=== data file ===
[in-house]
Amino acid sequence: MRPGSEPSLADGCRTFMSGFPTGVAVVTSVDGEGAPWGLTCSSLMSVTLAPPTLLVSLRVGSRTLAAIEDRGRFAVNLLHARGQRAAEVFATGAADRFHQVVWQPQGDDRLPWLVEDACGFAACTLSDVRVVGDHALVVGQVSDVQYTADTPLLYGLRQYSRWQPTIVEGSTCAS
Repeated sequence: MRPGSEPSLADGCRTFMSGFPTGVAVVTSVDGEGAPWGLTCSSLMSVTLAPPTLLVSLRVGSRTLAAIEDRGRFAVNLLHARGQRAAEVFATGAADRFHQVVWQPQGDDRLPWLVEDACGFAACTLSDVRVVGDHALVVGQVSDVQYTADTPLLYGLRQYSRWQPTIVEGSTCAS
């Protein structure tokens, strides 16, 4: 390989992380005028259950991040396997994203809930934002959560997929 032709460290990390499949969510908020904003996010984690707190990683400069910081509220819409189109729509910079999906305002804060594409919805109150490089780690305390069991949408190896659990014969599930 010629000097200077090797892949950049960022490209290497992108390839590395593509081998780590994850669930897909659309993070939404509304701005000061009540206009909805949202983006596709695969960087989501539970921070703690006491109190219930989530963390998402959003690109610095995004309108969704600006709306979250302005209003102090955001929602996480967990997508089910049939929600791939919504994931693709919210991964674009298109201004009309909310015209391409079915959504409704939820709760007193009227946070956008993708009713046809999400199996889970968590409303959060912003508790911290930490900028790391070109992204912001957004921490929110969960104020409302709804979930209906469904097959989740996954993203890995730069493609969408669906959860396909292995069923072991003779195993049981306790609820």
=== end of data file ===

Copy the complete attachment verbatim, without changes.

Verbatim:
[in-house]
Amino acid sequence: MRPGSEPSLADGCRTFMSGFPTGVAVVTSVDGEGAPWGLTCSSLMSVTLAPPTLLVSLRVGSRTLAAIEDRGRFAVNLLHARGQRAAEVFATGAADRFHQVVWQPQGDDRLPWLVEDACGFAACTLSDVRVVGDHALVVGQVSDVQYTADTPLLYGLRQYSRWQPTIVEGSTCAS
Repeated sequence: MRPGSEPSLADGCRTFMSGFPTGVAVVTSVDGEGAPWGLTCSSLMSVTLAPPTLLVSLRVGSRTLAAIEDRGRFAVNLLHARGQRAAEVFATGAADRFHQVVWQPQGDDRLPWLVEDACGFAACTLSDVRVVGDHALVVGQVSDVQYTADTPLLYGLRQYSRWQPTIVEGSTCAS
């Protein structure tokens, strides 16, 4: 390989992380005028259950991040396997994203809930934002959560997929 032709460290990390499949969510908020904003996010984690707190990683400069910081509220819409189109729509910079999906305002804060594409919805109150490089780690305390069991949408190896659990014969599930 010629000097200077090797892949950049960022490209290497992108390839590395593509081998780590994850669930897909659309993070939404509304701005000061009540206009909805949202983006596709695969960087989501539970921070703690006491109190219930989530963390998402959003690109610095995004309108969704600006709306979250302005209003102090955001929602996480967990997508089910049939929600791939919504994931693709919210991964674009298109201004009309909310015209391409079915959504409704939820709760007193009227946070956008993708009713046809999400199996889970968590409303959060912003508790911290930490900028790391070109992204912001957004921490929110969960104020409302709804979930209906469904097959989740996954993203890995730069493609969408669906959860396909292995069923072991003779195993049981306790609820």